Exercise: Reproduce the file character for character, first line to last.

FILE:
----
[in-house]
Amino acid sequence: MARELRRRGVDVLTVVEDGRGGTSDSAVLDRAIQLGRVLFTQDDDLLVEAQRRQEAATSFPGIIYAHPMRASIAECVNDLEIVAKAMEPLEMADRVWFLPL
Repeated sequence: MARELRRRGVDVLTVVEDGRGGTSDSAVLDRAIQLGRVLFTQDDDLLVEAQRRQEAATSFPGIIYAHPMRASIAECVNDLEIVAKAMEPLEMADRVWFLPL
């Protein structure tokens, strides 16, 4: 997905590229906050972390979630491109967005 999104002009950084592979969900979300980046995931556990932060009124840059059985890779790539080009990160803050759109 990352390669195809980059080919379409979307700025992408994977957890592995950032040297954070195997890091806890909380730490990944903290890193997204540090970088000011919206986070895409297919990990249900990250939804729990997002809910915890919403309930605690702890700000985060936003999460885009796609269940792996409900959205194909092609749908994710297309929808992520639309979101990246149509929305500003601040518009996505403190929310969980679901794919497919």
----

[in-house]
Amino acid sequence: MARELRRRGVDVLTVVEDGRGGTSDSAVLDRAIQLGRVLFTQDDDLLVEAQRRQEAATSFPGIIYAHPMRASIAECVNDLEIVAKAMEPLEMADRVWFLPL
Repeated sequence: MARELRRRGVDVLTVVEDGRGGTSDSAVLDRAIQLGRVLFTQDDDLLVEAQRRQEAATSFPGIIYAHPMRASIAECVNDLEIVAKAMEPLEMADRVWFLPL
């Protein structure tokens, strides 16, 4: 997905590229906050972390979630491109967005 999104002009950084592979969900979300980046995931556990932060009124840059059985890779790539080009990160803050759109 990352390669195809980059080919379409979307700025992408994977957890592995950032040297954070195997890091806890909380730490990944903290890193997204540090970088000011919206986070895409297919990990249900990250939804729990997002809910915890919403309930605690702890700000985060936003999460885009796609269940792996409900959205194909092609749908994710297309929808992520639309979101990246149509929305500003601040518009996505403190929310969980679901794919497919």